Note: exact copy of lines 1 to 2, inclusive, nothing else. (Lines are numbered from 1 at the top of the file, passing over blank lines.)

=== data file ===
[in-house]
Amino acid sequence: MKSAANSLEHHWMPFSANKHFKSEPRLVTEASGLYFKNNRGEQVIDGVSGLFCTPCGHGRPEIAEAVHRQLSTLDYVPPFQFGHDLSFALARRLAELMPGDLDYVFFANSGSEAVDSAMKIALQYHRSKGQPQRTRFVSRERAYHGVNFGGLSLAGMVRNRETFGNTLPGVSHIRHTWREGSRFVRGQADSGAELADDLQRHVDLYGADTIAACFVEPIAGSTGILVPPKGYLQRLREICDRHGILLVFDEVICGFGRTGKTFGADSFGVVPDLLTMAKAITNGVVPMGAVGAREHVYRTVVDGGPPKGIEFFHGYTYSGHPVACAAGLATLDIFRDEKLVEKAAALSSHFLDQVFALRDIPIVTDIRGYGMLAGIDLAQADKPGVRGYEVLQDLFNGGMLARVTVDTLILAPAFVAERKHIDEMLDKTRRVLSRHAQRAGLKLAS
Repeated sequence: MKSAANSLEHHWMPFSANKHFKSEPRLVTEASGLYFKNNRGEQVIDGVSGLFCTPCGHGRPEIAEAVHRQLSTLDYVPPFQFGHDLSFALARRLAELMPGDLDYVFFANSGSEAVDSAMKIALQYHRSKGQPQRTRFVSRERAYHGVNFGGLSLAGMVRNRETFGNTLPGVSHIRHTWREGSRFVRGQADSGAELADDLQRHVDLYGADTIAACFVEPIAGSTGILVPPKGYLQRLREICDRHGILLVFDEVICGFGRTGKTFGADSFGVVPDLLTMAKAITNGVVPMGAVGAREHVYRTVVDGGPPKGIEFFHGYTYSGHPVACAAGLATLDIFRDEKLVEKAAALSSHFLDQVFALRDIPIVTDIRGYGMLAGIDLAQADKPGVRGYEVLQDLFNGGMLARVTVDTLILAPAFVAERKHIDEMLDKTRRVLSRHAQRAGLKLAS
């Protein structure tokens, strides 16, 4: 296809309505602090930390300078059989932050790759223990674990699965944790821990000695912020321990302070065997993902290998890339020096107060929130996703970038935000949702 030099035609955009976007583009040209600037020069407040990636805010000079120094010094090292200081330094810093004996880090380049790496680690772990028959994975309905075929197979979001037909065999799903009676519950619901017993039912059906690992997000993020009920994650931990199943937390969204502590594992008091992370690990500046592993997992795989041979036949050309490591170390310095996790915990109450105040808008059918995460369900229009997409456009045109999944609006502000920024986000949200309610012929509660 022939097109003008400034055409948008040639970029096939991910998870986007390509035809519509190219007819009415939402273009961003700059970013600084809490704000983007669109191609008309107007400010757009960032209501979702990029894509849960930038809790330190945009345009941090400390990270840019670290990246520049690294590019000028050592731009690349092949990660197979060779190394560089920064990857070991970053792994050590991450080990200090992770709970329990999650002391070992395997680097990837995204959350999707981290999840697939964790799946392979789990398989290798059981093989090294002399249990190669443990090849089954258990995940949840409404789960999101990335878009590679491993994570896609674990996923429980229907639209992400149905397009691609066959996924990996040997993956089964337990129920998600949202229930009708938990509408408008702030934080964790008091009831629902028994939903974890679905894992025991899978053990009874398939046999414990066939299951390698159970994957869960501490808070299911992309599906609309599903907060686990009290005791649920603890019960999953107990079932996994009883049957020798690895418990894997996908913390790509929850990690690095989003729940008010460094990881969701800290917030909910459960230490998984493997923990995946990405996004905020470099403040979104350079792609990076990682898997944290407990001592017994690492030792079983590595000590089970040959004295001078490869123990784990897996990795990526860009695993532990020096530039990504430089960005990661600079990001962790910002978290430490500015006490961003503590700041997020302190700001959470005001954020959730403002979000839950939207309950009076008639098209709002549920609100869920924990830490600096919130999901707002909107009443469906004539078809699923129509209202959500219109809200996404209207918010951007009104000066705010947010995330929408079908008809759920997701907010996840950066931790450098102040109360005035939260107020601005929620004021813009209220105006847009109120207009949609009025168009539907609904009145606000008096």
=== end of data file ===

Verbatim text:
[in-house]
Amino acid sequence: MKSAANSLEHHWMPFSANKHFKSEPRLVTEASGLYFKNNRGEQVIDGVSGLFCTPCGHGRPEIAEAVHRQLSTLDYVPPFQFGHDLSFALARRLAELMPGDLDYVFFANSGSEAVDSAMKIALQYHRSKGQPQRTRFVSRERAYHGVNFGGLSLAGMVRNRETFGNTLPGVSHIRHTWREGSRFVRGQADSGAELADDLQRHVDLYGADTIAACFVEPIAGSTGILVPPKGYLQRLREICDRHGILLVFDEVICGFGRTGKTFGADSFGVVPDLLTMAKAITNGVVPMGAVGAREHVYRTVVDGGPPKGIEFFHGYTYSGHPVACAAGLATLDIFRDEKLVEKAAALSSHFLDQVFALRDIPIVTDIRGYGMLAGIDLAQADKPGVRGYEVLQDLFNGGMLARVTVDTLILAPAFVAERKHIDEMLDKTRRVLSRHAQRAGLKLAS